"September 2020

“A Prayer in the Time of Pandemic and Quest for Diverse Human Flourishing”

Message from Rev. Dr. Anthony Bailey
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O God of mystery, presence and Love,

we cry out to you to have mercy on your world;

the world you so love. With your grace, wisdom and power, be pleased to

guide us in the discernment,

attitudes, and actions needed in order to

honour your will, and care

compassionately and equitably for all.

Be pleased to grant us the insight and power and courage,

not to rush back into our former ‘normal’,

but rather to together re-imagine a ‘normal’ built on the foundations of a vigorous love, a deep faith, an agile justice and

a persistent ‘Shalom’ (Peace).

In the name of Jesus, may your will be done. Amen

 

In my summer article for the Messenger (written in the middle of May), I posed some questions we were invited to reflect on and to respond if possible; namely

“What are some of the questions we have in this time of Pandemic?”

“What is God teaching me/us in this season?”

“What would we like to see taking place?”

“What else can we do to be agents of God’s burden-bearing and blessing?”

This month, I would like us to bring our present reality into the orbit of some of the themes that are addressed in the biblical book of Job.

There is no book in the library that is the Bible, that ‘speaks’ to our pandemic reality and faith life, like the book of Job. For a brief overview of the Book of Job please use this link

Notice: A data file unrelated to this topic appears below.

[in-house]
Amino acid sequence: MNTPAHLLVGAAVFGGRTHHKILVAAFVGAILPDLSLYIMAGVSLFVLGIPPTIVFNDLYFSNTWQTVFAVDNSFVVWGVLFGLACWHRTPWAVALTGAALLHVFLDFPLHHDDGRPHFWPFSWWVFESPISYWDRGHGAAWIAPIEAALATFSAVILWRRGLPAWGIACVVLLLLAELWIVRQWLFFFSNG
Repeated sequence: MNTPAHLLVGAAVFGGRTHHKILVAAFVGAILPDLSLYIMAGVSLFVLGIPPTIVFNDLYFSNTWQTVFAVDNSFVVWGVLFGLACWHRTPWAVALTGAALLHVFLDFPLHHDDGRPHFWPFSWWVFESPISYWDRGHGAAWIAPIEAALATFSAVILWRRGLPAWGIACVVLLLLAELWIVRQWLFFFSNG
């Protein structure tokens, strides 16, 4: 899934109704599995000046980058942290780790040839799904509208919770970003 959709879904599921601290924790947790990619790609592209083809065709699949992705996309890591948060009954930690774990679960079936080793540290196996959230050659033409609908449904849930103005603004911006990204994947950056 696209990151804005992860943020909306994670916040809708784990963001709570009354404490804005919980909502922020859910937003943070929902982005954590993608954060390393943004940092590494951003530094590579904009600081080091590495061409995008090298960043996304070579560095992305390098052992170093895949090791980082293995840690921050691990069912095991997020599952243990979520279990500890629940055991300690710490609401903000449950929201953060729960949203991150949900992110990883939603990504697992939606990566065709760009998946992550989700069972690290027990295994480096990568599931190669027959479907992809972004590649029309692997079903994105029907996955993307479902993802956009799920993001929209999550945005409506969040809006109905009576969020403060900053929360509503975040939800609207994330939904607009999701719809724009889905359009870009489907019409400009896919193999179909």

(http://resource.download.wjec.co.uk.s3.amazonaws.com/vtc/2016-17/16-17_2-37/pdf/book-of-job.pdf)

I would like to pick up the story of Job where he shares his befuddlement regarding God’s actions with his friends Eliphaz, Bildad, and Zophar. I think most of us can relate to this, at some point in our relationship with God, perhaps even in this time of Pandemic. In Job’s own reflections and conversation with his friends, he is convinced that in the midst of his own misery, God is no longer trust-worthy, just or reliable (Job 9:19-24). Job accuses God of convicting him and punishing him even though he is innocent. As a result, Job rejects God’s entire system of justice. Yet in chapter 9: 35-37, he seems to be appealing to that same system to plead his case against God.

When God finally responds to Job, it proves most unsatisfactory for Job. God seems to ignore Job’s suffering and his theological ‘anguish’.

The God Job thought he knew appears not to be what he had always understood and envisaged.

Has this ever happened to you? When have you had your understanding of God stretched and transformed?

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This God we encounter in the book of Job points Job to the wonders and mystery of Creation; to the things that only God can do, effectively putting Job in his place.

What do you and I make of this depiction of God?

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God pauses God’s litany of awesomeness and refusal to be understood and confined by human understanding and expectations, to hear what Job has to say – {40:1-2}. Job realizes that he does not have sufficient wisdom and knowledge to respond to God, so he covers his mouth.